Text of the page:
I worked on the swooping motion for a long time, never was happy with it,  then moved on to finish the game, then I went BACK to the primary motion and tweaked the hell out of the motion routines to end up with the organic motion that gives the game it’s distinctive feel.   I had to fight to keep the game in the lab for the last month, my mistake in finishing everything before polishing the motion – marketing was eager to ship it – I insisted on holding it back.     It got quite heated.   

Finally I resorted to removing the backup copy of the source code from the company backup disks that were kept offsite, so that they had no choice but to wait for me to give them a final releasable version.  It was not pretty.   But the game did great – we were awarded VIDEOGAME OF THE YEAR by Billboard Magazine – which we used in all of our marketing.    It was my first lesson in the life lesson that as long as a game is GOOD, despite all the screaming, nobody is going to remember that it was LATE!    It’s always at the end of a project that a GOOD GAME becomes GREAT – but it takes a dedication to polish and a willingness to hold steady despite the shrieking of Sales and Marketing.    Many a games marketing manager at the time would say something like “The game itself doesn’t matter.   I could put dog pooh in a box and sell it”.    And sadly, they typically did just that.   Thus the big game crash of 1982.

Shortly after Demon Attack hit the market you arguably did become a video-game rock star – how did that affect your personal life? Did that success create any friction between you and other game designers? Were there any rivalries? Was there a lot of pressure placed on you to one-up yourself? Where did you go from there?

My name was on the back of Demon Attack, plus I received royalties.   There is nothing like handing six figure checks to an insecure 25 year old to change his worldview.   I upgraded my car, house, girlfriend, pot dealer, everything.     There was definitely a noticeable change in my long term friendships – many of my long time pals were still living the post-collegiate bum lifestyle and now their friend Rob hit the “big time” and doing so lit a fire under their butt – they moved out of mom’s basement – got themselves into law school, etc.     I never felt professional rivalries at Imagic .   I remember going to a CES party and talking to a woman who told me “I heard that Rob Fulop may be here later” … I thought that quite amusing and think maybe that moment was the peak of my rock stardom – but for the most part I never took any of it seriously since basically I was the same geeky guy who just happened to like computers and games.   I knew at work that my next game wasn’t going to be as strong as Demon Attack  – I wasn’t hungry in the same way – wasn’t as into “Making them cry” – Cosmic Ark was based on an unusual graphic glitch that I had stumbled into that filled the screen with stars – I was eager to use to to stump Activision – I’m still not sure why it worked.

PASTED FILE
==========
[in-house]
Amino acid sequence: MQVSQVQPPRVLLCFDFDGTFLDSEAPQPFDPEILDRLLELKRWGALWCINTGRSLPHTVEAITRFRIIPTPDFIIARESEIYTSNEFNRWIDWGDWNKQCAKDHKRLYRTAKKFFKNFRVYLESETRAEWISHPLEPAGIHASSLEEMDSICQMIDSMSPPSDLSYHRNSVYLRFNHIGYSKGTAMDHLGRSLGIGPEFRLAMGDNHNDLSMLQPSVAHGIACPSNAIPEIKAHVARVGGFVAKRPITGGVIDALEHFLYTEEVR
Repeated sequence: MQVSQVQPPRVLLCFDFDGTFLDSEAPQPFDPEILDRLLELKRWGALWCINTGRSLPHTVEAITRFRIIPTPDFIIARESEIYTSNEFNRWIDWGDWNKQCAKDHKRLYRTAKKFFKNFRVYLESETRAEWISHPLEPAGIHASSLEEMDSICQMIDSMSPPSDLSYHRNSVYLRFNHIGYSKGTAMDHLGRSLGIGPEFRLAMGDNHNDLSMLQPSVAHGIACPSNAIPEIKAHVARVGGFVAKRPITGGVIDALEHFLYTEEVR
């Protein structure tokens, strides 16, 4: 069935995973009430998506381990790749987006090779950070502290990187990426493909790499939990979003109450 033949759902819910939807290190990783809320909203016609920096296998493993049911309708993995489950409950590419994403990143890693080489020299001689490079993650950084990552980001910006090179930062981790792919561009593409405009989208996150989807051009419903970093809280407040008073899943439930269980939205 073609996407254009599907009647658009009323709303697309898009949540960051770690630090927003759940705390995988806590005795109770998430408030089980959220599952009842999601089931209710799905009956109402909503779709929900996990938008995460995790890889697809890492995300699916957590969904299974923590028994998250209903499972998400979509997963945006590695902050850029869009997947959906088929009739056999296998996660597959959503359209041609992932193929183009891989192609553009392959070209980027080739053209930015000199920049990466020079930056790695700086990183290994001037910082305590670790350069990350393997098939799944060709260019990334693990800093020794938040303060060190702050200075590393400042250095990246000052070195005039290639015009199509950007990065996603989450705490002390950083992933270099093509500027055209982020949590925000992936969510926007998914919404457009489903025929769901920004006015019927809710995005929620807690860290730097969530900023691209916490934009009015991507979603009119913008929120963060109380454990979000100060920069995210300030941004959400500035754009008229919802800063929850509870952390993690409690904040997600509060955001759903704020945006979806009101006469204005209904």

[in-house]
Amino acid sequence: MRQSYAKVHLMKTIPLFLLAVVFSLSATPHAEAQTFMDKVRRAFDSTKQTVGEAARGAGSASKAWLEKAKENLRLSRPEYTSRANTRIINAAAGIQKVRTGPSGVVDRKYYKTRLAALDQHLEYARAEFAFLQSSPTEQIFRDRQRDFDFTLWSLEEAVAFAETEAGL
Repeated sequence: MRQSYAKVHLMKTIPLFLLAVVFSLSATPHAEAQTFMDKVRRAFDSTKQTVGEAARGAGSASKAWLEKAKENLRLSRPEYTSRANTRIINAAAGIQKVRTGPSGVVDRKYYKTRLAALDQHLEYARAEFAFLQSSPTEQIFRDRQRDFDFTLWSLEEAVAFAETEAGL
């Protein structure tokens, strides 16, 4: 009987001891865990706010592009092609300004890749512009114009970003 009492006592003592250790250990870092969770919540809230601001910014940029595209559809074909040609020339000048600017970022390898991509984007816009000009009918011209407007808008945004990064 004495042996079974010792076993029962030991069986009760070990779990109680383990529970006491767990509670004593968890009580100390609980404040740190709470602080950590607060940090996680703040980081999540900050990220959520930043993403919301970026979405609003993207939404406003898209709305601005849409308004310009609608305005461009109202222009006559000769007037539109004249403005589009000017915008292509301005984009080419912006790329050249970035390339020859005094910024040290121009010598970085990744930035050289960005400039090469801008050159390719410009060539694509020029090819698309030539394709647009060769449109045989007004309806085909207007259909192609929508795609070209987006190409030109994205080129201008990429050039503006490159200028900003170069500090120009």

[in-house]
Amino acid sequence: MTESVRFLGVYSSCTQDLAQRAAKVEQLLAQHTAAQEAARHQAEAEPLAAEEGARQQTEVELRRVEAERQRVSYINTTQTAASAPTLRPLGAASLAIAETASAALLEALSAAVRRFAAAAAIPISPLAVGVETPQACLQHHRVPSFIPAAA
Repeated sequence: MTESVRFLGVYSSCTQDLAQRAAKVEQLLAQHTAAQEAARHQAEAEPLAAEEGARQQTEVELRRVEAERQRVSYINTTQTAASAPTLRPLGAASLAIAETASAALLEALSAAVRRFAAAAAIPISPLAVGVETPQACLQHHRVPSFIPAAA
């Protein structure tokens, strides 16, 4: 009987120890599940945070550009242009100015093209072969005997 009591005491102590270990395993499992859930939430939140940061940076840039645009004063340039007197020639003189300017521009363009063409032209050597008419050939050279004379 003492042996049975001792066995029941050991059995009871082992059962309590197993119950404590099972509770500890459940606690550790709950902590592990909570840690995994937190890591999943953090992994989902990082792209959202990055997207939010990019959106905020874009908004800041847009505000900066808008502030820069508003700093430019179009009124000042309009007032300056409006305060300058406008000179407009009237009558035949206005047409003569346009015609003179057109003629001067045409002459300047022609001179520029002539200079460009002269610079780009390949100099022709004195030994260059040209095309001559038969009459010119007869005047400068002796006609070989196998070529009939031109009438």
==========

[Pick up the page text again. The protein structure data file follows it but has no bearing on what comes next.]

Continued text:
Did you see any signs of the video-game crash before it happened? How did you feel once it became apparent the bottom had fallen out of the market? Why do you think it happened? After the video-game crash set in, how did Imagic try to cope? When was the decision reached to effectively pull the plug? How did that affect you personally? How were you able to move on?

The video-game crash caught all of us by surprise.   In retrospect, all the signs were there – at the 1982 June CES, many retailers complained about inventory that wasn’t moving – but our optimistic sales team was pretty much looking the other way, attributing the problems to poor quality product flooding the shelves.   There was no discussion that Imagic games would be affected, since we had a reputation of top quality games.     

It was a very difficult thing to deal with, and took me a long time to fully wrap my head around – particularly how CLOSE we had come to going public (literally Imagic was on track to offer our stock to the public market a few days after Atari let out the bombshell that they had the worst quarter ever).    I left the company soon after, there was an effort to keep things going, but the spirit of the company was gone.    Personally I went from very much believing the New York Times article that listed my net worth after the public offering at $8MM – to calculating I had about a two year cash window in the bank before I would need another job.